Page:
Malavi is a very beautiful raga, sung in madhyama kala; considered to be created by Saint Thyagaraja. This raga contains all the notes of the janaka raga, with notes appearing in vakra in both directions. The raga Malavi (mALavI) under mela 28 ( Harikambhoji) as a scale is a creation of Thyagaraja with his well-known kriti ‘nEnarunci nAnu’ serving as his solitary exemplar in the raga. The raga has been inspirational for latter day composers including Patnam Subramanya Iyer & others. The raga today has a dozen kritis and four tana varnas serving as illustration to its total melodic canvas. Given its apparently limited scope, the raga is termed by musicologists as a minor raga. Following the footsteps of Thyagaraja who composed ‘nEnarunci nanu’ , many later day composers have added to the corpus of compositions in this raga even while many tunesmiths too have set this raga as the melody for lyrics, such as for example the tarangams of Narayana Teertha.
The normal ragaswaroopa is represented as:
S R2 G3 M1 P M1 D2 N2 S // S N2 D2 P M1 G3 M1 R2 S
The authoritative book on Thyagaraja creations, Sangraha Chudamani gives:
S R2 G3 M1 P N2 M1 D2 N2 S // S N2 D2 N2 P M1 G3 M1 R2 S, as the scale; which shows a nishadam (N2) in addition to the M1, appearing in vakra.
While SSP does not mention about this raga, Ragapravaham gives three specification:
S R G M P N M D N S // S N D N P M G M R S (same as above)
S R M G D N S // S N D N P M G M R S
S R G M P M D N S // S N D N P M G M R S
Chittaswara section of ‘nEnarunci nAnu’, which we hear today is a much later-day creation of Violin Vidvan Tirukkodikaval Krishna Iyer, tracing back to the last quarter of the 19th century. The Chittaswara too validates the swara progression as above. The arohana progression SRGMPMDNS could evoke the raga Sahana and hence must be tactfully sung. SRGMPNMDNS would sound better and distinctive.The avarohana kramas SNDNP is a Devamanohari leitmotif while the PMGMRS is a motif of Purnachandrika. The two in combination on the descent with the Sahana evoking ascent, potentially make the raga a compound raga of sorts.
It is seen that Saint Thyagaraja never revealed the names of the nouveau ragas that he came to compose in, during his lifetime. The names of the ragas which we today know as Nalinakanthi, Ravichandrika, Bahudari, Nagaswaravali etc., including Malavi came to be assigned to these melodies much later, either by the sishya parampara of Thyagaraja or by publishers of his compositions, much after the death of the composer. This fact has been attested to by several musicologists and musicians in the past. In the instant case as well, the raga name Malavi for the melody using the notes of Harikambhoji mElA (28th) is a later day assignment. We know for sure that in the first half of the 18th Century even before the birth of the Trinity, a raga by name Malavi existed. Tulaja II the musicologist King of Tanjore in his ‘Saramruta’ catalogues, around 1732 AD, a raga by name Malavi under the modern day 15th Mela, Malavagaula, which shares no melodic affinity to the modern Malavi of the 28th mela. Neither is there a raga documented by Tulaja in the ‘Saramrutha’ that even faintly resembles the modern Malavi under
the 28th mela. Or for that matter neither does Muddu Venkatamakhin’s raga compendium nor Subbarama Dikshitar’s Sangita Samapradaya Pradarshini talk of this melody. As pointed out earlier the first musical compendium where this scale under mela 28 makes its first appearance is the Sangraha Cudamani, the lexicon of the ragas of Tyagaraja’s compositions of 19th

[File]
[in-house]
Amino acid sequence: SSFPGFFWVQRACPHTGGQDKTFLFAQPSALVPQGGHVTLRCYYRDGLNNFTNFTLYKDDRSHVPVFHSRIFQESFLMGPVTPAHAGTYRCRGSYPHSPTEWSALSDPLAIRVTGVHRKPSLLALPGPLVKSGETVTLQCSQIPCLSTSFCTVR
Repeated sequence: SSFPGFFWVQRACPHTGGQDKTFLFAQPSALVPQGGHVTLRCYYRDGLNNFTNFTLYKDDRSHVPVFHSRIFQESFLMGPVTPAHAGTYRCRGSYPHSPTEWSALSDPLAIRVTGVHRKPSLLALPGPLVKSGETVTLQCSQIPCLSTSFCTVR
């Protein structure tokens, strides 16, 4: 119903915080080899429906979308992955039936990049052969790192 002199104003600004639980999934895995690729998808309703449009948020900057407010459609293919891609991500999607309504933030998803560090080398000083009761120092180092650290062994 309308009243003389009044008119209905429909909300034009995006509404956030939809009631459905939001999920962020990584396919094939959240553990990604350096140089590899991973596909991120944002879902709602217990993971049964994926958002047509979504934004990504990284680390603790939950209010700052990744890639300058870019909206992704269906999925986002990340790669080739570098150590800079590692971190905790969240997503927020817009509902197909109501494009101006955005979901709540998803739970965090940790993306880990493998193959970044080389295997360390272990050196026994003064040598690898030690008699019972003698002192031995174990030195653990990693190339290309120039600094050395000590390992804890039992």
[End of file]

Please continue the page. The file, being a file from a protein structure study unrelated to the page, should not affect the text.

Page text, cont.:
century vintage. Thus, it can be safely surmised that this melody under 28th mela Harikambhoji is a later day creation of Thyagaraja ie. later in time to Saramrutha and the name Malavi came to be assigned to it post 1850, with the name belonging to a long dead raga (Malavi of the 15th Mela) which had fallen into disuse being repurposed to name this raga (under mela 28). Suffice to say that the Malavi of Tulaja (under Malavagaula) has no melodic affinity whatsoever to the modern Malavi, which is a creation of Thyagaraja with the documented lakshana as given in the Sangraha Cudamani. There is a Hindustani raga by similar name, but there is no much resemblance between these.
Nenaruncinanu annitiki - Thyagaraja
Bhajare shri Ramachandram - Walajapet Venkatramana Bhagavathar
Idi nyayama - Patnam Subramanya Aiyyar
Marivere gati nakevaru - G.N. Balasubramaniam
Ninnu vinaa verevaru - G.N. Balasubramaniam
Nambittan irukkiren - Suddhananda Bharati
Neelalohita kalakala - Dr. Muthiah Bhagavatar
Shrikanthadayite - Dr. Muthiah Bhagavatar
VallarI samane madhava - Oothukkadu Venkatakavi
Shankari sadanandalahari – J.C.Wodeyar
Rama nee dasudane - Spencer Venugopal
Matsya koorma – Narayana Theertha (tharangam 1)
Ninne koriyunna (tv) - Calcutta Krishnamurthy
Cheliya pai daya (tv) - N.S.Ramachandran
Sarigadura ni daya ranidhi (tv) - M.Anathanarayanan
E maya jesitivo eta batu (tv) - R.Venugopal
In the krithi ‘nenarauncinAnu’ Saint Thyagaraja states that he has total faith in Him.
“O Gale that blows away the clouds of heinous sins! O Lord who is majestic like the Ocean! O Benefactor of this tyAgarAja!
I have placed affection on You because You are the source for everything.
I have placed affection at Your feet because You are the source for everything.
In the kali, for the sake of protecting wife and children, I shall not happen to speak as a stone-hearted by learning elocution”.
Sri GNB’s felicity in rendering ragas such as Suddha Saveri, Malavi, Devamanohari, Andolika and their ilk would buttress his virtuosity in expansively exploring the unfamiliar or the tricky. And his exposition of Malavi is no different and in the same mould. Rasikas from an era, long gone will recall misty eyed, the late Sangita Kalanidhi Subbarama Bhagavathar who was a forerunner and an inspiration to Sri GNB in his raga vinyasa, especially Malavi.